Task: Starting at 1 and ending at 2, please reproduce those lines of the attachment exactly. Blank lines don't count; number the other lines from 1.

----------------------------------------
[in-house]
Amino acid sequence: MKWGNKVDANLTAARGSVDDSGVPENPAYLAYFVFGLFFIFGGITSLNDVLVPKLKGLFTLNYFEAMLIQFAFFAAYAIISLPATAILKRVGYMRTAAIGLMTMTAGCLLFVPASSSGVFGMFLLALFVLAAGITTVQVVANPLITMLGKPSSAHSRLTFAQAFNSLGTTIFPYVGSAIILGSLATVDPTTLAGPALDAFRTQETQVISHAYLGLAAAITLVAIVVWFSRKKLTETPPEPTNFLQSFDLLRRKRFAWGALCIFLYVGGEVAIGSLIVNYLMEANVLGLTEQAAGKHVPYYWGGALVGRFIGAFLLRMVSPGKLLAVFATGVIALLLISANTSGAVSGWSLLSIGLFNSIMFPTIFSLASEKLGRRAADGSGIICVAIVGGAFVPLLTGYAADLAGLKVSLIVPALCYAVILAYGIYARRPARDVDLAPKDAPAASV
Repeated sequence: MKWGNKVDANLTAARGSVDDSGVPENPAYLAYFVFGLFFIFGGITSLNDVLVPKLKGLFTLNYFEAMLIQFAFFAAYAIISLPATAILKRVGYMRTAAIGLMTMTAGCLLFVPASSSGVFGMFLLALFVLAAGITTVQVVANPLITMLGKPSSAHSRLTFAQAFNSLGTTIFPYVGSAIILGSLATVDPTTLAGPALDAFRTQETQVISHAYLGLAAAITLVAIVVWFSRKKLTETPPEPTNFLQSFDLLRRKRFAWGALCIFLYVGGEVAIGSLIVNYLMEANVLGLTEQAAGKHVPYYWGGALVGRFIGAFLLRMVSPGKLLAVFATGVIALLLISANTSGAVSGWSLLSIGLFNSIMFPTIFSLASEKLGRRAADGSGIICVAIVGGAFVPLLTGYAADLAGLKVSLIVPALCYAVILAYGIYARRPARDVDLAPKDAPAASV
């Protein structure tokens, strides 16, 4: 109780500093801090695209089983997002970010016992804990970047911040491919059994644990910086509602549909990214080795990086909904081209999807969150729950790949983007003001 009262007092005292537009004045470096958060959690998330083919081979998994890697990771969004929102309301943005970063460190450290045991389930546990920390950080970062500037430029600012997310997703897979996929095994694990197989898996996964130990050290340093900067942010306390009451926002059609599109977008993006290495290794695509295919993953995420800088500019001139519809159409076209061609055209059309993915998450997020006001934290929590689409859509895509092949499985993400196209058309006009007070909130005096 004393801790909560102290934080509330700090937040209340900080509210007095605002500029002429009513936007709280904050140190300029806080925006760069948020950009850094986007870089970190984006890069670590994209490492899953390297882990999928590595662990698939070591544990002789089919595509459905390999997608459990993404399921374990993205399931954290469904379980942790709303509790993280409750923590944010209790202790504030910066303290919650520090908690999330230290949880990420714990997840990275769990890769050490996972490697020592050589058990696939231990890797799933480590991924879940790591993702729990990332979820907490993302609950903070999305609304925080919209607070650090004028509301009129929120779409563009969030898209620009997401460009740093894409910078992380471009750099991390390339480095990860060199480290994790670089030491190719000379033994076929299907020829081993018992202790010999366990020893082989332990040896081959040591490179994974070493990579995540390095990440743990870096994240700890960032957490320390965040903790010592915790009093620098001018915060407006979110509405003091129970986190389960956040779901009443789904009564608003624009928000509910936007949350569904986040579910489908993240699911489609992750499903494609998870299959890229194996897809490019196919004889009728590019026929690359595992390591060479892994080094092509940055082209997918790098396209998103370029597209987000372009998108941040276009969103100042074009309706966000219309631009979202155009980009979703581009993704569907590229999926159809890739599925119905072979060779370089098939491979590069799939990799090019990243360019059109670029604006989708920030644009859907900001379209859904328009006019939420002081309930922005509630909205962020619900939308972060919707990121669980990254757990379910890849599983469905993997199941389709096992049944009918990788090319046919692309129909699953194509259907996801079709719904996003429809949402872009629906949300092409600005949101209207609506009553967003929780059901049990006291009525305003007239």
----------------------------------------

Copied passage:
[in-house]
Amino acid sequence: MKWGNKVDANLTAARGSVDDSGVPENPAYLAYFVFGLFFIFGGITSLNDVLVPKLKGLFTLNYFEAMLIQFAFFAAYAIISLPATAILKRVGYMRTAAIGLMTMTAGCLLFVPASSSGVFGMFLLALFVLAAGITTVQVVANPLITMLGKPSSAHSRLTFAQAFNSLGTTIFPYVGSAIILGSLATVDPTTLAGPALDAFRTQETQVISHAYLGLAAAITLVAIVVWFSRKKLTETPPEPTNFLQSFDLLRRKRFAWGALCIFLYVGGEVAIGSLIVNYLMEANVLGLTEQAAGKHVPYYWGGALVGRFIGAFLLRMVSPGKLLAVFATGVIALLLISANTSGAVSGWSLLSIGLFNSIMFPTIFSLASEKLGRRAADGSGIICVAIVGGAFVPLLTGYAADLAGLKVSLIVPALCYAVILAYGIYARRPARDVDLAPKDAPAASV